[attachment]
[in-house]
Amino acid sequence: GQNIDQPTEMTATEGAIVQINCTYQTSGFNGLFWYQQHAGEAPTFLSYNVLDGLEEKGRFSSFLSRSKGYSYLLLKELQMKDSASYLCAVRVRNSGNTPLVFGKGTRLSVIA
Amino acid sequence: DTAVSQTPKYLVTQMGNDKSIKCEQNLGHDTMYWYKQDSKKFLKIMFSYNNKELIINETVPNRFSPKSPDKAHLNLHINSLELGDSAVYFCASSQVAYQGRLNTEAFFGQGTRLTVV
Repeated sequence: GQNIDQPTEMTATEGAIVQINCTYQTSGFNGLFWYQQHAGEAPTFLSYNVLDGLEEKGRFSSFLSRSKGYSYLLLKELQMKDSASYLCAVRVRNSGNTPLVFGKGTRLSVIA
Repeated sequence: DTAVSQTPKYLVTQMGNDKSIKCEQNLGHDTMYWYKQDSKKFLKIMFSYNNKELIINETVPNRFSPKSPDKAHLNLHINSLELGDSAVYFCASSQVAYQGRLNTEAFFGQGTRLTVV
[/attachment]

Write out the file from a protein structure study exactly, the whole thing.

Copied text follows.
[in-house]
Amino acid sequence: GQNIDQPTEMTATEGAIVQINCTYQTSGFNGLFWYQQHAGEAPTFLSYNVLDGLEEKGRFSSFLSRSKGYSYLLLKELQMKDSASYLCAVRVRNSGNTPLVFGKGTRLSVIA
Amino acid sequence: DTAVSQTPKYLVTQMGNDKSIKCEQNLGHDTMYWYKQDSKKFLKIMFSYNNKELIINETVPNRFSPKSPDKAHLNLHINSLELGDSAVYFCASSQVAYQGRLNTEAFFGQGTRLTVV
Repeated sequence: GQNIDQPTEMTATEGAIVQINCTYQTSGFNGLFWYQQHAGEAPTFLSYNVLDGLEEKGRFSSFLSRSKGYSYLLLKELQMKDSASYLCAVRVRNSGNTPLVFGKGTRLSVIA
Repeated sequence: DTAVSQTPKYLVTQMGNDKSIKCEQNLGHDTMYWYKQDSKKFLKIMFSYNNKELIINETVPNRFSPKSPDKAHLNLHINSLELGDSAVYFCASSQVAYQGRLNTEAFFGQGTRLTVV